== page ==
From Zero Hedge
by Tyler Durden
Jun 24, 2016 4:25 PM
Submitted by Lance Roberts via RealInvestmentAdvice.com,
In an interesting twist, this past week the markets rallied in anticipation Britain would “Remain” in the European Union reversing the sell-off last week which was hedging the potential split risk. The problem of front-running the vote, of course, was the possibility of being wrong.
Despite a variety of polls and betting sites showing rising odds of Britain remaining in the EU, the “inconceivable” occurred last night proving everyone wrong. This is why I said on Tuesday:
“There are times in portfolio management where “doing nothing” is better than “doing something.” This is one of those times.
With portfolios already running at just 50% of total recommended equity exposure, portfolio risk is already substantially mitigated. This leaves us is the best place to be for the moment as we await the outcome of the “Brexit” vote on Thursday and the culmination of Yellen’s testimony on the “Hill.”
From that vantage point, we can then assess the markets and make a reasonable assumption about what to do next. Could we miss a bit of upside? Absolutely. But such a small lag is a much better outcome than trying to recoup a substantial loss if things go wrong.”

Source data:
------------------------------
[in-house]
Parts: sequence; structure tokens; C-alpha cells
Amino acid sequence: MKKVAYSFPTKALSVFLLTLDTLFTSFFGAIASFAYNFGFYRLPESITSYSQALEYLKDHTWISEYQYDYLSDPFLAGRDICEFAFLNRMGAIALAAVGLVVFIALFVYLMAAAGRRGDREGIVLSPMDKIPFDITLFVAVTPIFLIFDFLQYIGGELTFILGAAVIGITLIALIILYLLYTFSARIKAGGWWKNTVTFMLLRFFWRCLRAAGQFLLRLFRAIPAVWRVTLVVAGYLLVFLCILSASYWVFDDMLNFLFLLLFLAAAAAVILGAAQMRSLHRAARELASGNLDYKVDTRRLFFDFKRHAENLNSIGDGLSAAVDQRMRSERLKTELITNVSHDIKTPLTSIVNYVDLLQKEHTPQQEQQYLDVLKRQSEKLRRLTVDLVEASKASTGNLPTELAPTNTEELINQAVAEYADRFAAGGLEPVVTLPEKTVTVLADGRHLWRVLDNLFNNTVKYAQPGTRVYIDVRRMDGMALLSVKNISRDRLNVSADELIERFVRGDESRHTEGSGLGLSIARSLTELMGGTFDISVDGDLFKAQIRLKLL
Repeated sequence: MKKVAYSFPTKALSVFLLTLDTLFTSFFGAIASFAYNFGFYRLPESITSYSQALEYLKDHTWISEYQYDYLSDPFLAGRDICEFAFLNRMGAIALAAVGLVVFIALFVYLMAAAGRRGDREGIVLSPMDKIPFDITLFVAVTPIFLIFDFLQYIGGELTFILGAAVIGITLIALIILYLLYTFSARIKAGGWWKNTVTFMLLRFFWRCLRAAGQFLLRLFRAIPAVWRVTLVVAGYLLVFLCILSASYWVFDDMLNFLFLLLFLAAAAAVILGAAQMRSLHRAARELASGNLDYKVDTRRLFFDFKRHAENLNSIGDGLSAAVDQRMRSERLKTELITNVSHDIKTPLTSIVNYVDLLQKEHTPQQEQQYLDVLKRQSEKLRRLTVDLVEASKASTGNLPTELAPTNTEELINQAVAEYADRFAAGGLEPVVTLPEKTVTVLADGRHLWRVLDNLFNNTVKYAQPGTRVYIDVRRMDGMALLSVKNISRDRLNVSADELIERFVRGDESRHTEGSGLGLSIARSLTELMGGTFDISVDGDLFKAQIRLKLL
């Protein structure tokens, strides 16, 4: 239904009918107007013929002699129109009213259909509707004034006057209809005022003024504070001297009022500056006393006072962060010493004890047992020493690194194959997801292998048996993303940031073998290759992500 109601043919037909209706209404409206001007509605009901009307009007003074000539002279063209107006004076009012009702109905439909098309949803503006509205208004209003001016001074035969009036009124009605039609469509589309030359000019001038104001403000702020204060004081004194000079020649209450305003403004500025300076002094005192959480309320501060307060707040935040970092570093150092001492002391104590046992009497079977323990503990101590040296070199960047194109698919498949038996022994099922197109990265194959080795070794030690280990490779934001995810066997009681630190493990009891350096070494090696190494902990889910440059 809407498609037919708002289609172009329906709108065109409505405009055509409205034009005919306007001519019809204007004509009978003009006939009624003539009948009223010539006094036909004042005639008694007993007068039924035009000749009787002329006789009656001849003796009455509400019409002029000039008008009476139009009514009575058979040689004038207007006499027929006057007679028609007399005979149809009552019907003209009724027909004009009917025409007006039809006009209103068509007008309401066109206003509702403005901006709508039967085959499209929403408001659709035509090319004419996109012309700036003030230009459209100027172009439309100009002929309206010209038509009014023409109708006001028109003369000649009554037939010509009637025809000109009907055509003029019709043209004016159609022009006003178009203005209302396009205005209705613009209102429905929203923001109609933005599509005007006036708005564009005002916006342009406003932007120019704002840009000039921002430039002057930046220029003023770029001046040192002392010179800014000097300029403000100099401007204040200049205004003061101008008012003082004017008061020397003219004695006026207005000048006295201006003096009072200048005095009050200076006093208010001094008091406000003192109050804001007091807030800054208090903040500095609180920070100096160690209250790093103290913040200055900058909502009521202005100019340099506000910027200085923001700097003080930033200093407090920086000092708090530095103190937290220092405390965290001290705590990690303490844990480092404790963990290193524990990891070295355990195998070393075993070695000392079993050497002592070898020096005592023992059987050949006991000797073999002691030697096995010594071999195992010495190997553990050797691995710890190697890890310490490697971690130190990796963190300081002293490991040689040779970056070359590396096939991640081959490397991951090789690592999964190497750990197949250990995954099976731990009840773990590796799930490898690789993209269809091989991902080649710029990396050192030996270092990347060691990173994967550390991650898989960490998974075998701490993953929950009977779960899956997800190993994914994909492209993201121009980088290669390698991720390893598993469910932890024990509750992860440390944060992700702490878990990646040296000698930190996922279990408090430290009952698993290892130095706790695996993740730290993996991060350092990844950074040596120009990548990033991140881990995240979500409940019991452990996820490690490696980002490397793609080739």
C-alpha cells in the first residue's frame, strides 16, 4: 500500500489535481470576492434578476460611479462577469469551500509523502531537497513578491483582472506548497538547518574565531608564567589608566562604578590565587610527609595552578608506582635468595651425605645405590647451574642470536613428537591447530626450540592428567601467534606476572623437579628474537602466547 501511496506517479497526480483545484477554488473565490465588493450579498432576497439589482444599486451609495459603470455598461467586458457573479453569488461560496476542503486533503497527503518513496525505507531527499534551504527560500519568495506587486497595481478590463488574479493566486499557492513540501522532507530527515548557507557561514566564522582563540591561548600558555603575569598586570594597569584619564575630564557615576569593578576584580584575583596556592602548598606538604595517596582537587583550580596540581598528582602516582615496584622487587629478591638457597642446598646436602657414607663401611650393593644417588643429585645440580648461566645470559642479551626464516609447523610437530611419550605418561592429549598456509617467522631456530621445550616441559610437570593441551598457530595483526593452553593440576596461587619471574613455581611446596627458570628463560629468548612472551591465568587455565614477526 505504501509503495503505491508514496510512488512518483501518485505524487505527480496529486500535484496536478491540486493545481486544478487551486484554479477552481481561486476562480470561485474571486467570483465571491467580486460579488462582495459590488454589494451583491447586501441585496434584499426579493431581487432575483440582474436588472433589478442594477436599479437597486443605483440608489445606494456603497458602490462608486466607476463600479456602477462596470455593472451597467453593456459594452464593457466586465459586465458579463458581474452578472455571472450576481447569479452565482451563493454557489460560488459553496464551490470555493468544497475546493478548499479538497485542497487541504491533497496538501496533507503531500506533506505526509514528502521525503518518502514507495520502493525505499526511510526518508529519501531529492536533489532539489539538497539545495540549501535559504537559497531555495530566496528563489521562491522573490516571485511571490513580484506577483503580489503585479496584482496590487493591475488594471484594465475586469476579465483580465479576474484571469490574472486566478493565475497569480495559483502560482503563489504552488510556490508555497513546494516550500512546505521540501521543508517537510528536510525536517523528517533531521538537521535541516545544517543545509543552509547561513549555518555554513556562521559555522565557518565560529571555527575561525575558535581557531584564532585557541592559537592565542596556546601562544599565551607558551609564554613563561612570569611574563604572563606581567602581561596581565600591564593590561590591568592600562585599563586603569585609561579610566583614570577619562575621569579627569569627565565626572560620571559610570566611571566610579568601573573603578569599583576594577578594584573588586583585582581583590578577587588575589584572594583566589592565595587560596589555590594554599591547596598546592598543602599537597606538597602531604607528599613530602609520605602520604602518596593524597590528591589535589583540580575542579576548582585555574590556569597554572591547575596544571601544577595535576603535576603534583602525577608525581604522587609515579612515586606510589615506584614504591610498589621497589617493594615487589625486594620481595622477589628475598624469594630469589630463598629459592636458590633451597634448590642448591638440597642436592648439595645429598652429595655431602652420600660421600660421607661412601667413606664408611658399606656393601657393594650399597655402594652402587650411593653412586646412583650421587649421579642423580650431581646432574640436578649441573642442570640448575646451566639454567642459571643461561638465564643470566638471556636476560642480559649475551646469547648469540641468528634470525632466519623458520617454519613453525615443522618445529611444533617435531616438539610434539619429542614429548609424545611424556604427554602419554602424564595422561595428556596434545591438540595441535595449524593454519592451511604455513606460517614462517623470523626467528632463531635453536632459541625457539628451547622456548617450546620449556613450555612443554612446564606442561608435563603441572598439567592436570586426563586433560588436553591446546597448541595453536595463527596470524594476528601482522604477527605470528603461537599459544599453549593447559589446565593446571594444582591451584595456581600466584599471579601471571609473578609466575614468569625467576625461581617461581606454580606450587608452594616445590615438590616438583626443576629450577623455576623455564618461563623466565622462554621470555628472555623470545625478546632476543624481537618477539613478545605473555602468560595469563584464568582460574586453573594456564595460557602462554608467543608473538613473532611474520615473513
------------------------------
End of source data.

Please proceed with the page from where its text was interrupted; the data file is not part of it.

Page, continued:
The long-term outcome for Britain is much more favorable than that of the EU. The biggest problem for the EU will be trying to keep the rest of its members from jumping ship as well. The vote in Britain last night will likely mark the beginning of the end for the EU as it currently exists.
Importantly,with the vote now behind us, the focus of the markets will once again turn back global economic realities which remain wanting at best. As Andrew Lapthorne noted from SocGen (via ZeroHedge) previously:
“Whatever the outcome of the Brexit vote this week investors will still be facing the prospect of negative rates and negative yields on a huge range of bonds, massive corporate leverage with worryingly rising delinquencies and of course expensive equity markets and falling profits. To that extent, these political events are a distraction from the main event, weak global economic growth and perverse asset markets. So whilst the market preference for the status quo might be celebrated in the short-term, actually when the fog clears all of the problems will still be there.“
Here is your reading list for the weekend.
“With markets having wrongly bet on a Remain win in the past few days, and with patchy liquidity sure to amplify price movements, there will be severe pain for levered long investors and, potentially, opportunities for cash-rich ones” – Mohamed El-Erian, PIMCO